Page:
Attention shoppers: NC stores could be overcharging you
Posted November 25, 2013
Updated December 12, 2013
Raleigh, N.C. — Every year, hundreds of stores across North Carolina overcharge customers for their purchases, according to data from the N.C. Department of Agriculture and Consumer Services.
State inspectors do random checks to make sure the prices on shelves match what rings up at the register, but the WRAL Investigates team found that shoppers still need to pay attention when they check out.
The state inspected scanners at 1,805 retailers from Nov. 1, 2012, to Oct. 31 of this year and reported that 110 stores – or about 6 percent – failed. At each store, inspectors check 50 to 100 items on first pass. A 2 percent error rate or higher is considered a failure.
State inspector Bryan Moore recently visited a Toys"R"Us at Crossroads Plaza in Cary, where he found an 8 percent error rate.
Among the problems was a $69.99 scooter that rang up $79.99 at the register and a monster truck track kit valued at $19.99 that scanned as $29.99 at checkout. Toys"R"Us now faces a 300-item re-inspection and the potential for fines if the store doesn't pass next time.
Toys"R"Us spokeswoman Katie Reczek said the price discrepancies were largely due to products being put in the wrong place on the shelves. "Our Cary store team has worked diligently to ensure products are placed in their proper locations as we move forward during this busy holiday season," she added.
Moore also recently checked a Kmart on Western Boulevard in Raleigh, which failed its previous two inspections when more than 2 percent of its checked items rang up above the shelf price. Kmart was ordered to pay an $870 fine in those cases.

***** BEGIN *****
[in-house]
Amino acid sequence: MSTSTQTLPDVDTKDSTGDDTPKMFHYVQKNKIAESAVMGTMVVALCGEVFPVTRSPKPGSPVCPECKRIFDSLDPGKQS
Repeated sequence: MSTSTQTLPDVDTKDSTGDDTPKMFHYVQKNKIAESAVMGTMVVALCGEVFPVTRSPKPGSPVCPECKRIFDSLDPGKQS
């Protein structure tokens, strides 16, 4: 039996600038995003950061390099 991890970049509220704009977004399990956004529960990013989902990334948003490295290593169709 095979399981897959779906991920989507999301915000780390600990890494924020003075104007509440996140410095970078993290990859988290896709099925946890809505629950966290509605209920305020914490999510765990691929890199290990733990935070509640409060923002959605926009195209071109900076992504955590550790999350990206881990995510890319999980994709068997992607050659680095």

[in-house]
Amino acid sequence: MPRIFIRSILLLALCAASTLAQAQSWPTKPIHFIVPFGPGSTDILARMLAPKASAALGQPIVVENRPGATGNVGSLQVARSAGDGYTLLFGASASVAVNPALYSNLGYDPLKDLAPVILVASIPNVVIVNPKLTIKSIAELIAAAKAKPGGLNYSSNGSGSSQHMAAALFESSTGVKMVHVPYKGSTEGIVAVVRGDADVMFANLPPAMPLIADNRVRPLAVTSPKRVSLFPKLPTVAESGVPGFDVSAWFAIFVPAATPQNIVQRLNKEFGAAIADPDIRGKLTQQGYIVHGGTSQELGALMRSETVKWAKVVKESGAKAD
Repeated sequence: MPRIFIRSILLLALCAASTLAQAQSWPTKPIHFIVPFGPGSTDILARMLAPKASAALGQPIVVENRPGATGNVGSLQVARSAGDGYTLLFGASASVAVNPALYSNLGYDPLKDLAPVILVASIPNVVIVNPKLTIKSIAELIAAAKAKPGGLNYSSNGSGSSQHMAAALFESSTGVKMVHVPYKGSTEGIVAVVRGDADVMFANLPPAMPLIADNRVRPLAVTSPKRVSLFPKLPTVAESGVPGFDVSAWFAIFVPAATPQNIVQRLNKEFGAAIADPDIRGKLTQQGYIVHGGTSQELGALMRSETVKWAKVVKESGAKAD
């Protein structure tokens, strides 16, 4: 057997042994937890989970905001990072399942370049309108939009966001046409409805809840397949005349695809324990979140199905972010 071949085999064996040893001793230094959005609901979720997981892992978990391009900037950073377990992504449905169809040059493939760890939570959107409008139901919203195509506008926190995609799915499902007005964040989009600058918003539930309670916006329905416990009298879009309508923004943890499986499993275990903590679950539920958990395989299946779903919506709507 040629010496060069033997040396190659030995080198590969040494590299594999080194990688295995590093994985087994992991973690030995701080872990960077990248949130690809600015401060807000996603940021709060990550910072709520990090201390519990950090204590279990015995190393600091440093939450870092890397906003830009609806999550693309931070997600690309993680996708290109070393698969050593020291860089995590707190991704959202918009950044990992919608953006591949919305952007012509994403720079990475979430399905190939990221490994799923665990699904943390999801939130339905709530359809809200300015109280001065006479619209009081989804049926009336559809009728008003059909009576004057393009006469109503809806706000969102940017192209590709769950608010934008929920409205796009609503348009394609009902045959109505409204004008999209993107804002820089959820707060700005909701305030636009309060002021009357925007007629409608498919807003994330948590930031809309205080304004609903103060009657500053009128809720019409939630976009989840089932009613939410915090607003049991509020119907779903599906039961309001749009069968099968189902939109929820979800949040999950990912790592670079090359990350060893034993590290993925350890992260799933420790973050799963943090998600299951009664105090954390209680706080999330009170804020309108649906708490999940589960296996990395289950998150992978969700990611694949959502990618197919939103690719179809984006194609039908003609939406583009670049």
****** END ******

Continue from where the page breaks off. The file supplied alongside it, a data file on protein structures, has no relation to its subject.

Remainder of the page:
On the day Moore visited, however, the store passed with a zero percent error rating.
“Overall percentage, most (stores) do fairly well,” he said.
Moore is one of 21 inspectors who check scanner accuracy at retailers across the state. He recommends busy shoppers keep track, especially during the holiday season when sales and deals are rampant.
“They have old signage tags, (and) they forget to pull them off,” Moore said. “When you have your items scanned at the register, just take your time and watch the price as the item is being scanned. And if there is a discrepancy, let the cashier know right there on the spot.”
A Walmart in Knightdale failed two straight inspections last year until correcting the price scanner problems. In one case, a bike that was priced $89.97 on the shelf rang up $124 at the register – a $35 overcharge.
State inspection supervisor Wayne Compton says he suspects stores’ price problems are due to disorganization, not dishonesty.
“They miss too many things. They let too many things fall through the crack, and it goes unchecked,” he said. “A consumer should be aware.”
Walgreens on Timber Drive in Garner failed three straight inspections. Among the problems, inspectors documented 20 undercharges, but those don’t count against the store. Only overcharges can lead to inspection failure.
Shopper Andrea Finucane says she has caught overcharges while shopping, but it’s difficult to be diligent.
“I do my best,” she said. "Obviously, having kids, it’s a little hard to do sometimes.”
N.C. Department of Agriculture officials estimate they inspect major retail store price scanners once every 18 months. Besides store inspections, they also check out holiday products, such as a turkeys, hams and candies, to verify that they are weighed and priced correctly.